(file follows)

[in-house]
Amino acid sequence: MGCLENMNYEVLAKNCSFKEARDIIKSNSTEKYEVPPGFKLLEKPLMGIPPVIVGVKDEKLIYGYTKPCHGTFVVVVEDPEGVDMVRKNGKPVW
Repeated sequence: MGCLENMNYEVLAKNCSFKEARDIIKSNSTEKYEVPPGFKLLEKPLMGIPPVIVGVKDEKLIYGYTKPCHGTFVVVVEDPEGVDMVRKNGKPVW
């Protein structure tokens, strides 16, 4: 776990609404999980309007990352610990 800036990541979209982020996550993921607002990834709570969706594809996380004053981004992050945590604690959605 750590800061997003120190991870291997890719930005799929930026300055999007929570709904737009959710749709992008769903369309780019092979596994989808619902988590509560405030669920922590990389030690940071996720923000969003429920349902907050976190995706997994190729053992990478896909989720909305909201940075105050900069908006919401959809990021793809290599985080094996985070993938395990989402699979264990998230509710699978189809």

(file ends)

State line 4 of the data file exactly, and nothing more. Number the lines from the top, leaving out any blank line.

């Protein structure tokens, strides 16, 4: 776990609404999980309007990352610990 800036990541979209982020996550993921607002990834709570969706594809996380004053981004992050945590604690959605 750590800061997003120190991870291997890719930005799929930026300055999007929570709904737009959710749709992008769903369309780019092979596994989808619902988590509560405030669920922590990389030690940071996720923000969003429920349902907050976190995706997994190729053992990478896909989720909305909201940075105050900069908006919401959809990021793809290599985080094996985070993938395990989402699979264990998230509710699978189809």